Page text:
Tracing back the Church's Bishops to the Apostles?


#1

I have read in many theology books about Catholicism that the Church can literely trace it’s Bishops and Popes from the present all the way back to the Apostles of Christ. Is this true? So is all these sucsessions on documented paper? And are there any books out there that talk about this?


#2

try this, it only goes back to the 1500’s but it is very useful
catholic-hierarchy.org/


#3

Wow! What an amazing website! It’s got a list of Orders and everything. Truly incredible.


#4

NewAdvent.org has a good list of Popes. There were a few anti-popes. But, the Church always recognized the true popes. The other Bishops are harder to trace back because they are successors of the Apostles in General and there were 12 apostles and they ordained many successors, not just one each, I assume. But, St. Peter had a jurisdiction which was Rome and the one who takes his place in Rome is his direct successor, no matter how many Bishops he may have apointed durring his time. So, I assume that the only way to trace other Bishops is if they had a record of who apointed who. And I’m not sure that the apostles took the time to make a record all the time, they were constantly traveling around and being persecuted.


#5

Yes but why do apologist then claim to be able to trace back Catholicism Bishops of today all the way to the Apostles of Christ? It is claimed that the trace goes back in an “unbroken line of sucsession.”


#6

[quote=J.W.B.]Yes but why do apologist then claim to be able to trace back Catholicism Bishops of today all the way to the Apostles of Christ? It is claimed that the trace goes back in an “unbroken line of sucsession.”
[/quote]

Well there have been bishops all the way back to Christ. There cannot be a bishop without there being a bishop to ordain him. However this statement is made with regard to Popes. There is always at least a small gap between popes obviously. Once if I recall of about 4 years so I don’t like it when I hear someone use it with regard to that office. It most certainly is not according to Church doctrine. The unbroken line of succession of the Church lies in the college of Bishops.

Blessings


#7

I do not know about priests and deacons but I was told by a bishop that when he became a bishop thaey gave him a list of all his predicessors back to Christ!

I would assume that the earliest names on the list would also be popes. The Church was persecuted by the Roman Empire for 400 years so keeping records was hard. But hen Jesus didn’t give us a book or written records, He gave us His body His Catholic Church, its apostolic succession and Tradition. Jesus gave us the Catholic Church, the Church gave us (and the Protestants too) the Bible.

JMJ


#8

Good question about succession…comes up every season in RCIA.

  1. We know the early Church had Bishops, ex: 1 Tim. 3

  2. Clement of Rome (75-90 AD) mentions the Apostles appointing their earliest converts to be Bishops and Deacons (Par.42, 1-4)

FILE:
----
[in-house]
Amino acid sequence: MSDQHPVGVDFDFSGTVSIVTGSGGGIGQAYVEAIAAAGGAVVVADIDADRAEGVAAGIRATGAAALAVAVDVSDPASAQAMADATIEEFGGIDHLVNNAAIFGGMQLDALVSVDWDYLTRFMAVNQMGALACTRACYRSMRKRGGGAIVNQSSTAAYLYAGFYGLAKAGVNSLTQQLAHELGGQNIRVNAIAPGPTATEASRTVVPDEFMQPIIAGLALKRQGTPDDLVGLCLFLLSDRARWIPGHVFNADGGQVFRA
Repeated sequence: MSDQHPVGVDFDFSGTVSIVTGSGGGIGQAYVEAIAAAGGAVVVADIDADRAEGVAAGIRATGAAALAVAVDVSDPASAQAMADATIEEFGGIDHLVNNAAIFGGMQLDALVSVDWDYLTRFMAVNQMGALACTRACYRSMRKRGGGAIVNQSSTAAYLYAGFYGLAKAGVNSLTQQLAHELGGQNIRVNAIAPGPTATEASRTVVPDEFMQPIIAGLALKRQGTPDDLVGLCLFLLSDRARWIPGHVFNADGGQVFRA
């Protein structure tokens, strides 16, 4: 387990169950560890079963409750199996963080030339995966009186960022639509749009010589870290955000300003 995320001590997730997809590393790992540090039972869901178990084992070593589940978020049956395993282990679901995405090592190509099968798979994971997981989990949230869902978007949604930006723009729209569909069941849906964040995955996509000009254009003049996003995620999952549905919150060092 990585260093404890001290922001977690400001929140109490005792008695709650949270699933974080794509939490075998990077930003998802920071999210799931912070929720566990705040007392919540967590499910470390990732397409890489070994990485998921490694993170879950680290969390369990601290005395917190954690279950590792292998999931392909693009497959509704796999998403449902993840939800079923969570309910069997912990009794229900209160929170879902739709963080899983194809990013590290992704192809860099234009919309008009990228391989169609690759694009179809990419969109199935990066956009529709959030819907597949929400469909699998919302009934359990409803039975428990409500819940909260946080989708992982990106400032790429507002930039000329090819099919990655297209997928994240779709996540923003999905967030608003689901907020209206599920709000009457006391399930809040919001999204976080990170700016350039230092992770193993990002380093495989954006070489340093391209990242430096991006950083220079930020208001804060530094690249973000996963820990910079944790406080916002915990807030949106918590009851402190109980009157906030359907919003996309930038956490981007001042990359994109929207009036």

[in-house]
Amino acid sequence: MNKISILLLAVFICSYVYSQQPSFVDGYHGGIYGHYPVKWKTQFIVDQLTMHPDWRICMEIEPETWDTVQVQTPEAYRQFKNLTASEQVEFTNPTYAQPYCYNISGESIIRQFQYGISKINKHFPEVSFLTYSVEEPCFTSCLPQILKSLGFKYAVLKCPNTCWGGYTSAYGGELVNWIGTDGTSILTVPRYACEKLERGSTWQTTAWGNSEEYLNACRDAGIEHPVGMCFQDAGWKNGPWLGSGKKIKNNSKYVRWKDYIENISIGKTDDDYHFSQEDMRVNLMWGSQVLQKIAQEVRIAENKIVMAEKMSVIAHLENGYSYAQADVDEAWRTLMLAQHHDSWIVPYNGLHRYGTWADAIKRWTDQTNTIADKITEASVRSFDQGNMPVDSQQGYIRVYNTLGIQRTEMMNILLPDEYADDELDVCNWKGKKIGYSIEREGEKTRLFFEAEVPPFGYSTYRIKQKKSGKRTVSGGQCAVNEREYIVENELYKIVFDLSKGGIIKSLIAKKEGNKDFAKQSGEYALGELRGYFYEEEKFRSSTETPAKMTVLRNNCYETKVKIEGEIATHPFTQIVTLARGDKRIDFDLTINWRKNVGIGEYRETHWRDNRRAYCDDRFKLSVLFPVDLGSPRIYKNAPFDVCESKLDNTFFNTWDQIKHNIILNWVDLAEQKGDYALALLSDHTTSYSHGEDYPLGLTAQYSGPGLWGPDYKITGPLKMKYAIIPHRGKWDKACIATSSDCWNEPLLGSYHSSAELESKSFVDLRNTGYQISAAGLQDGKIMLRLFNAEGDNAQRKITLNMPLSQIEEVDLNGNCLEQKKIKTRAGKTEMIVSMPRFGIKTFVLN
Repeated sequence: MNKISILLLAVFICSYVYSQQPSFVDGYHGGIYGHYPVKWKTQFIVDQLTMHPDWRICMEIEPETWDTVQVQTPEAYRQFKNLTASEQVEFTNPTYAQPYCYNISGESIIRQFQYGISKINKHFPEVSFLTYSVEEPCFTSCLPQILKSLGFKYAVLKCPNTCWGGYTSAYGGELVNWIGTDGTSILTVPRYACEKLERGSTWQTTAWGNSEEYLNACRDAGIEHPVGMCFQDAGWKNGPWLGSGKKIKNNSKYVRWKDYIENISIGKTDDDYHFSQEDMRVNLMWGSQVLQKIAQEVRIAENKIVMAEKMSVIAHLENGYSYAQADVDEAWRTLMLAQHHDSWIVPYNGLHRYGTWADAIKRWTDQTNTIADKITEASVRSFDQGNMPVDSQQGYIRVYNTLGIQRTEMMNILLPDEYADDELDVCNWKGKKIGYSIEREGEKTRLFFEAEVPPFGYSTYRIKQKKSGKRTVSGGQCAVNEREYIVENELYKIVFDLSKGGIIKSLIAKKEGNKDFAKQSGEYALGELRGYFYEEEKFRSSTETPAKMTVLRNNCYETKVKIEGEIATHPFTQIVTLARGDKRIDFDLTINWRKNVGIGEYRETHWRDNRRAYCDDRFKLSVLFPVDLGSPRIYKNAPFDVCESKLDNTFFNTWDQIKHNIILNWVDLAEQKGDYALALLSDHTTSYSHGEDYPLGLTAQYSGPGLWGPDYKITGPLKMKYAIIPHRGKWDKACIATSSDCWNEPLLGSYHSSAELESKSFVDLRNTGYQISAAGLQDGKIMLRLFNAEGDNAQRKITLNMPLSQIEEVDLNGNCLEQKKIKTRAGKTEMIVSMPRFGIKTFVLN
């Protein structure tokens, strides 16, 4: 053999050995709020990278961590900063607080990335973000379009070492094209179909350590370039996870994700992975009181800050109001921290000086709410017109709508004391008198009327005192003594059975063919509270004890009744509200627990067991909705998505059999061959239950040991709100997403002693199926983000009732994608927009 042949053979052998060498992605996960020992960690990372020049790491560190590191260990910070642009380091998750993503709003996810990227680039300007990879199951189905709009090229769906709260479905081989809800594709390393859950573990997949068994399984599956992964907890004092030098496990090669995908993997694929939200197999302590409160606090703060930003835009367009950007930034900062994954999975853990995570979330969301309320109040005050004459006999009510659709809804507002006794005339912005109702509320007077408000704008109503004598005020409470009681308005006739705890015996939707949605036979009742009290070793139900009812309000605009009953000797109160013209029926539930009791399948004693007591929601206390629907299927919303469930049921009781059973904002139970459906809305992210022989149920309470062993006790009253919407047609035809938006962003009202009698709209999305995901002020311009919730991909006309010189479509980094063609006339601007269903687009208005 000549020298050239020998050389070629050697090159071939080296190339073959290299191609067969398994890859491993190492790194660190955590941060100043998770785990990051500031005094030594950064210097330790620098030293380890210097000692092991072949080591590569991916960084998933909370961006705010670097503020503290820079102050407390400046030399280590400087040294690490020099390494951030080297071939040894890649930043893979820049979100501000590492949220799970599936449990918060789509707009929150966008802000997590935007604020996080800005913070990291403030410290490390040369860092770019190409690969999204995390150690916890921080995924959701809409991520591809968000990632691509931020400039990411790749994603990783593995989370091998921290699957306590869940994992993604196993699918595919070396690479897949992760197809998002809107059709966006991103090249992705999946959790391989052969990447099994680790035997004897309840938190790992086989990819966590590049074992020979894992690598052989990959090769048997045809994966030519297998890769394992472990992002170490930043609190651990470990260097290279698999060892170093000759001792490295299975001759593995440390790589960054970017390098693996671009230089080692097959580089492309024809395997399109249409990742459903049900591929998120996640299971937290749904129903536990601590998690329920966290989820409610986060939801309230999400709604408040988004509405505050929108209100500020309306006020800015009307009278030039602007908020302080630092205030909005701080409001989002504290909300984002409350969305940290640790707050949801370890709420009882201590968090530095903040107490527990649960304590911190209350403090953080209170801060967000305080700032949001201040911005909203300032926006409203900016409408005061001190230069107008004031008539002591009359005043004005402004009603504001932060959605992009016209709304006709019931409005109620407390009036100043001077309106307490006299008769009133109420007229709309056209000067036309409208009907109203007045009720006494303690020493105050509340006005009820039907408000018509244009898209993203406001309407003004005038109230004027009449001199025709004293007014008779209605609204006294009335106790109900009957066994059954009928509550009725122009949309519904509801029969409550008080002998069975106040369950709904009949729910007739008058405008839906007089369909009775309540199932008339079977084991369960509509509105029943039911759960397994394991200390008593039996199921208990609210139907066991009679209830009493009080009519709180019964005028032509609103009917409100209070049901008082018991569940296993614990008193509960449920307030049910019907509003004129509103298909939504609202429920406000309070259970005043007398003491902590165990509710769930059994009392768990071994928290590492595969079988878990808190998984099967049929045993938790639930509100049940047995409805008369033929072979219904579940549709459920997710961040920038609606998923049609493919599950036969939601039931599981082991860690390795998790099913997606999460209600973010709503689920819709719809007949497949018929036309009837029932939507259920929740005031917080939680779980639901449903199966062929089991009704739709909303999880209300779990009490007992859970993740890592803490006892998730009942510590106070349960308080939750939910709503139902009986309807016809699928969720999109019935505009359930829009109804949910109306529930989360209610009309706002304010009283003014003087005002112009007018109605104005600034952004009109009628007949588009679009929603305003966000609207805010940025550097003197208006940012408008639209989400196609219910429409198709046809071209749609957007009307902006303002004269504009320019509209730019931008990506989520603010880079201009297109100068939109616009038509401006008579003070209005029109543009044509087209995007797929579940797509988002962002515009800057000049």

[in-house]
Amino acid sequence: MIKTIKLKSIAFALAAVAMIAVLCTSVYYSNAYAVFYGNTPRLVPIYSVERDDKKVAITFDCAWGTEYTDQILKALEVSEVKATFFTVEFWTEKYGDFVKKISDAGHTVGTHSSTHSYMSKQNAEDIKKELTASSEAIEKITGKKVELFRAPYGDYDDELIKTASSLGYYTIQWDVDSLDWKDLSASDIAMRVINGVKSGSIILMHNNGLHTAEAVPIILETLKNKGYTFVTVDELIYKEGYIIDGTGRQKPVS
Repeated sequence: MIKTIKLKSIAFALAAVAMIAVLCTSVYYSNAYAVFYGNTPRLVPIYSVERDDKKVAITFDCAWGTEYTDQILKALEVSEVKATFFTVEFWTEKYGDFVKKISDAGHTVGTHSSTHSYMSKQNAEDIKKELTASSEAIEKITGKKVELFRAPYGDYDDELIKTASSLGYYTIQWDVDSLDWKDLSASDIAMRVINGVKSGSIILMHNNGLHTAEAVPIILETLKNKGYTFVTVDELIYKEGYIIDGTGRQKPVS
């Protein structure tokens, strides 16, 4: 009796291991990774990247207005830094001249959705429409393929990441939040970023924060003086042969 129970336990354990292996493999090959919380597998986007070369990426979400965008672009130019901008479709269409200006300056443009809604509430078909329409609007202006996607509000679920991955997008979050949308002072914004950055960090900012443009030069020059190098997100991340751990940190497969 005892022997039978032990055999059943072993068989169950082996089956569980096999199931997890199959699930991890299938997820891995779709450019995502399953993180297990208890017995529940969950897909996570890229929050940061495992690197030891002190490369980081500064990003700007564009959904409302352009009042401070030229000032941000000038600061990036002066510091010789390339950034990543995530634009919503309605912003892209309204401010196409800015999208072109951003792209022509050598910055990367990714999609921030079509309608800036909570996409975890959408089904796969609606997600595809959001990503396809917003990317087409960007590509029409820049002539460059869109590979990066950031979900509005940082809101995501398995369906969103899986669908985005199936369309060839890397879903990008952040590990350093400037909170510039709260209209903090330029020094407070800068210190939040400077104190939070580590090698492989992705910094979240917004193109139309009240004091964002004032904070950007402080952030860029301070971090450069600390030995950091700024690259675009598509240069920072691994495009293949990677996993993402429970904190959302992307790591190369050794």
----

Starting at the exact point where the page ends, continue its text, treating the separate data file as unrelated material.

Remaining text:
3.St. Ignatius of Antioch (Letter to the Trallians (2,1) circa 110 AD)
“It is necessary, therefore, that you do nothing without the Bishop…”

From these sample passages, and many, many more from the early Fathers, it is apparent that we cannot discover a “beginning” of the office of Bishop, for the new Church. The office appears to be born “with” the Church, not “from” the Church.

We just can’t find anyone in the early Church saying or writing,

*“Hey, guys… remember how Paul mentioned bishops in his letters? Wouldn’t it be cool if we started laying hands on some of us and callin’ us bishops, just like Paul talked about?” *

Point being, it’s a whole lot more logical, given the history, to assume that the bishops were always there, than to try to say they were created along the way… Even Dan Brown woudn’t attempt such a futile exercise…

At least this is how we approach it in our RCIA studies each season.

God Bless Us All!


#9

There might be a minor misconception here.
The pope has an unbroken line of succession back to Peter.
The pope in communion with Peter, is the sole successor of Peter.

BUT, Bishops in general are not the sole successor of a given Apostle.
There are more bishops than there were apostles.
As a group, the apostles made up a college.
– AsFarAsIKnow –
It is the one college which the bishops as a group are successors to.
The unbroken line of ordination can be traced back to the Apostles.


#10

This is confusing…

From what i understand, Linus was the first Bishop of Rome followed by Anacletus, Clement, etc. according to Iraeneus.

Does this make Linus the first Pope? Where was Peter?


#11

[quote=Caldera]This is confusing…

From what i understand, Linus was the first Bishop of Rome followed by Anacletus, Clement, etc. according to Iraeneus.

Does this make Linus the first Pope? Where was Peter?
[/quote]

Peter was the first Pope, and as to where Peter was, see:
catholic.com/library/Was_Peter_in_Rome.asp

and related articles:
catholic.com/library/church_papacy.asp

Don’t forget the Catholic.com search box.:thumbsup:


#12

[quote=Caldera]This is confusing…

From what i understand, Linus was the first Bishop of Rome followed by Anacletus, Clement, etc. according to Iraeneus.

Does this make Linus the first Pope? Where was Peter?
[/quote]

First four popes: Peter, Linus, Anacletus, Clement.

Anacletus is also called Cletus. (These four are also quoted in the First Eucharistic Prayer of the Roman Rite.)

Since each of the Apostles ordained more than one successor (by the laying on of hands), there would not be a just single line of succession from each Apostle, (including Peter.) There is, however, just a single line of succession of bishops of Rome–i.e. Popes. If we had kept good enough records, each current bishop could trace his succession back through former bishops, eventually ending up back at one of the original twelve.

Eusebius makes this very point in his Ecclesiastical History, although for the sake of space, he give the lineage only for the bishops of Rome.


#13

Thanks Jim,
You said that much more common sense-like than I did.

Ummm, how is St. Paul’s ordination figured? :slight_smile:


#14